I am a “people helper.” I enjoy helping people understand how their thoughts, emotions, and behaviors affect one another; I love to help them identify destructive emotional patterns. I feel excited when I can help them find the courage and grace they need to develop healthy emotional patterns. I like to help people discover and develop their unique talents and abilities. I delight in the uniqueness of each individual. And I love to help others grow in their knowledge of God and develop a trusting relationship with Jesus.
I, also, enjoy finding ways that I can do these things more effectively. This week, I’ve been thinking about three ways that we can help one other. We can tell them what to do. We can do something for them; we can work with them.
Last week, a friend spent two hours helping me sort through my piles of books and organize my book shelves. She told me what to do; she did things for me; and she worked with me.
The first thing she did was to tell me what I needed to do—take all the books off the shelves, find some boxes for the discards, and sort the books into categories. I thought that I had already placed them in categories, but I had not made any labels. So she made some for me and put them on the shelves. When I saw them there, I realized why they were important.
With no labels to guide me when I was returning a book to my shelf, my habit had been to randomly create a space and insert the book into it. So there wasn’t much order. It was frustrating. Working with me, Stephanie showed me how the books could be arranged in a way that would be helpful for me, and I could find books quickly. Now, if I put books back where they belong, I wouldn’t have to hunt for them.
When we got through with our project, we had eight shelves of books neatly organized into categories. It was beautiful. Looking at it made me feel peaceful.
God uses all three methods to help us accomplish the tasks he’s given us. The result, when we accept is help is a beautiful, organized, and peaceful life.
In giving Moses the Ten Commandments, he told us what to do. The people who received these commandments believed that they could follow them. Although some of them succeeded to a degree, all of them failed in one way or another. Only one person—Jesus Christ—has perfectly kept these commandments.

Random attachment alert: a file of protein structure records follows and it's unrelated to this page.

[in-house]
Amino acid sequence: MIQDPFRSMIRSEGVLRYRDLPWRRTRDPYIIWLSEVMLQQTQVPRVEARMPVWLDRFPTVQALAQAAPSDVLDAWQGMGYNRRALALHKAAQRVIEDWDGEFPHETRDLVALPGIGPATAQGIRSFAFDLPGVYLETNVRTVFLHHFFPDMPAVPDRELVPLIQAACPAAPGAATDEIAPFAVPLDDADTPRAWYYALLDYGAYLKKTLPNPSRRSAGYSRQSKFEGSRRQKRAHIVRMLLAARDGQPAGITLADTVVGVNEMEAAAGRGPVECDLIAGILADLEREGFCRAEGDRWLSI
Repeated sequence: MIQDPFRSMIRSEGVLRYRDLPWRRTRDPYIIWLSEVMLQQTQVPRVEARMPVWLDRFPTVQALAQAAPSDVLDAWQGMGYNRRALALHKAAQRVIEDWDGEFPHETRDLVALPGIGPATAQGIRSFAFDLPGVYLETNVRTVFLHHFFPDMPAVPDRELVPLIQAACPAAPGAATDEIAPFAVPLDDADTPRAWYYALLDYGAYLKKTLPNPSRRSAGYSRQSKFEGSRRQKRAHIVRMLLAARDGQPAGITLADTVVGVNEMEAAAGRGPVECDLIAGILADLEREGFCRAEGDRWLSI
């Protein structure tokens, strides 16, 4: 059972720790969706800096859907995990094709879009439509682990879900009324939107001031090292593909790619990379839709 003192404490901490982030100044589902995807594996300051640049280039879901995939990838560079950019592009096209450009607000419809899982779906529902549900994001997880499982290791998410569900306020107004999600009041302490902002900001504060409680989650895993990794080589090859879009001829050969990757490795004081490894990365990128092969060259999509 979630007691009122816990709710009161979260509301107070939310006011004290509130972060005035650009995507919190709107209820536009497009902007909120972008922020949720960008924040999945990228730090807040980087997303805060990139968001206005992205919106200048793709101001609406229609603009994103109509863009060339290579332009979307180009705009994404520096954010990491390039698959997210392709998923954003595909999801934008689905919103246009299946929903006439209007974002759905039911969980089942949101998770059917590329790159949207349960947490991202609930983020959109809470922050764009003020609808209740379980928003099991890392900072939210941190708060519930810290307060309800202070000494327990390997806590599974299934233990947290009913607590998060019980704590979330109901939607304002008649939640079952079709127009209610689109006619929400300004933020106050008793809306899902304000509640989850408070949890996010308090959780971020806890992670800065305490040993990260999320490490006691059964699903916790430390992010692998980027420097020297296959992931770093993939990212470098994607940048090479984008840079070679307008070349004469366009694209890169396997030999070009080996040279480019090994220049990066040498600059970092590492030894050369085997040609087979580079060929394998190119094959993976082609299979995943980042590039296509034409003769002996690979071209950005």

In sending Jesus to earth, God did for them (and for us) what they (and we) could not do. After living a perfect life, he died on a cross, securing the power for us to do what God-the-Father told us to do.
In sending the Holy Spirit, he now works with us so that our lives become progressively beautiful, organized, and peaceful. By having him as our helper and friend, we can accomplish the things God has called us to do. And more importantly, we can become transformed, so that we reflect his glory.
If these are your desires, here are some questions to think about:
- Do you think of God, primarily, as someone who tells you what to do, someone who does things for you, or someone who works with you?
- In which of these ways do you most need God’s help, today?
- In which of these ways do you most desire God’s help, today?
Here are some action steps:
- Write down what you will do in order to receive God’s help in the way that you most need it.
- Share what you have written with a trusted friend and/or make a comment to this post.
Whatever your answer(s) are, here is God’s promise: “Keep on asking, and you will receive what you ask for. Keep on seeking, and you will find. Keep on knocking, and the door will be opened to you. For everyone who asks, receives. Everyone who seeks, finds. And to everyone who knocks, the door will be opened” (Matthew 7:7-8 NLT).